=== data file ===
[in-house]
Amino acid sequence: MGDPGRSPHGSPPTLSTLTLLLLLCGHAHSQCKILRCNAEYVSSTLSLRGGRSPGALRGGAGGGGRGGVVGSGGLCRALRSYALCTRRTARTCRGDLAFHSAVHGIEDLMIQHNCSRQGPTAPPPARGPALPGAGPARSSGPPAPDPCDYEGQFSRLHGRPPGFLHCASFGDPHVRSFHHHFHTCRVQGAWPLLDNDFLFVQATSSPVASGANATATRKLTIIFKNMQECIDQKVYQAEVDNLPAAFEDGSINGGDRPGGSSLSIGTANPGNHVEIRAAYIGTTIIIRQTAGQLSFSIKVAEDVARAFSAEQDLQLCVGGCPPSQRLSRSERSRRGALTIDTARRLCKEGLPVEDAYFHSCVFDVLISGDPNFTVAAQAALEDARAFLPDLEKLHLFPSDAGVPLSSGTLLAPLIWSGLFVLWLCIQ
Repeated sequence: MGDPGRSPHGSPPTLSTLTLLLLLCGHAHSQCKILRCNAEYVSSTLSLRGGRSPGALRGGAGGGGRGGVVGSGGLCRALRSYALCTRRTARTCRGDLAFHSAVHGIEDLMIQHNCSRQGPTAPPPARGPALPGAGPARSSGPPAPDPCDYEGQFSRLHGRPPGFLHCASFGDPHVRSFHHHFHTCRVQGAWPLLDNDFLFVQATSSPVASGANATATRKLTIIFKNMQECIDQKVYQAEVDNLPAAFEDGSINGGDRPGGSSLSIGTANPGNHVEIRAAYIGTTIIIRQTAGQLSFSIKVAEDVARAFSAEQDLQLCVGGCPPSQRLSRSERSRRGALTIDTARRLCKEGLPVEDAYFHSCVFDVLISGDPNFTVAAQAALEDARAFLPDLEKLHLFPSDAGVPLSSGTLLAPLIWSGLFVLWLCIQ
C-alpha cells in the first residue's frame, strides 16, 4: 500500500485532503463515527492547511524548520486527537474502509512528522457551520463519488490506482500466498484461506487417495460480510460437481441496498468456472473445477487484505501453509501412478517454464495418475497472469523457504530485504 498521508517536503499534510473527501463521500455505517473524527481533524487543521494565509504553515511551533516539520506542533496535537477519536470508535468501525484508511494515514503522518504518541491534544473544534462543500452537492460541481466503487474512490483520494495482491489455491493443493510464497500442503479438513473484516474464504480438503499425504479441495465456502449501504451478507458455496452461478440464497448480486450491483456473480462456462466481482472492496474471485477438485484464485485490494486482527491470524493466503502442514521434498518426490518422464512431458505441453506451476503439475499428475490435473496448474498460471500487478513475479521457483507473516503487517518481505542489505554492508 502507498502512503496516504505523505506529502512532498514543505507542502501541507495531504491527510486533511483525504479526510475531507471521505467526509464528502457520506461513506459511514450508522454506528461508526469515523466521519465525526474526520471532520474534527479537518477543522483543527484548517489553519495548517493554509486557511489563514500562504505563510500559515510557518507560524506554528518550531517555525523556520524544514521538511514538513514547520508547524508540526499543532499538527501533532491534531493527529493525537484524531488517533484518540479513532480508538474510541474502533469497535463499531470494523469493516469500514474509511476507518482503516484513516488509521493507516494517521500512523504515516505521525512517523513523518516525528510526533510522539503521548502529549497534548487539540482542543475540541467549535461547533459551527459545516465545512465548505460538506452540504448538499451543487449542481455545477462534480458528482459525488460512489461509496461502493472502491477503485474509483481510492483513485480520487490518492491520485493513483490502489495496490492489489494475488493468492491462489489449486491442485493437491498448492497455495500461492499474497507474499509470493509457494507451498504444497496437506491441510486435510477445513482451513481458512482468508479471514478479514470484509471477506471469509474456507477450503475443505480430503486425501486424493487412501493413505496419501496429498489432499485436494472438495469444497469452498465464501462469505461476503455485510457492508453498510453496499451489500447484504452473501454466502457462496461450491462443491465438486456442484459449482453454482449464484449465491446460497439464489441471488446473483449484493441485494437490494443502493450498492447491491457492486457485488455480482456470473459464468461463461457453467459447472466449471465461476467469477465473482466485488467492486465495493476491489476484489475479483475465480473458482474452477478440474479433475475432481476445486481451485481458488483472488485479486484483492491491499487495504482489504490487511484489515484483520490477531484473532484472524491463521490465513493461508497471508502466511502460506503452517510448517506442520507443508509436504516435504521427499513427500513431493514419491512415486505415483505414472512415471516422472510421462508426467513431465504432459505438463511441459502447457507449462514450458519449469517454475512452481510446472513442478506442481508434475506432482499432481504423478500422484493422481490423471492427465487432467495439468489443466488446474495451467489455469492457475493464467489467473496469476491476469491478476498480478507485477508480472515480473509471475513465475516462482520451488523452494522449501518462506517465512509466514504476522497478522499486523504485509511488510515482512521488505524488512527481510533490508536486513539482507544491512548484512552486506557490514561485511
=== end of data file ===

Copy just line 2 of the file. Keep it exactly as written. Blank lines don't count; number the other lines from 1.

Amino acid sequence: MGDPGRSPHGSPPTLSTLTLLLLLCGHAHSQCKILRCNAEYVSSTLSLRGGRSPGALRGGAGGGGRGGVVGSGGLCRALRSYALCTRRTARTCRGDLAFHSAVHGIEDLMIQHNCSRQGPTAPPPARGPALPGAGPARSSGPPAPDPCDYEGQFSRLHGRPPGFLHCASFGDPHVRSFHHHFHTCRVQGAWPLLDNDFLFVQATSSPVASGANATATRKLTIIFKNMQECIDQKVYQAEVDNLPAAFEDGSINGGDRPGGSSLSIGTANPGNHVEIRAAYIGTTIIIRQTAGQLSFSIKVAEDVARAFSAEQDLQLCVGGCPPSQRLSRSERSRRGALTIDTARRLCKEGLPVEDAYFHSCVFDVLISGDPNFTVAAQAALEDARAFLPDLEKLHLFPSDAGVPLSSGTLLAPLIWSGLFVLWLCIQ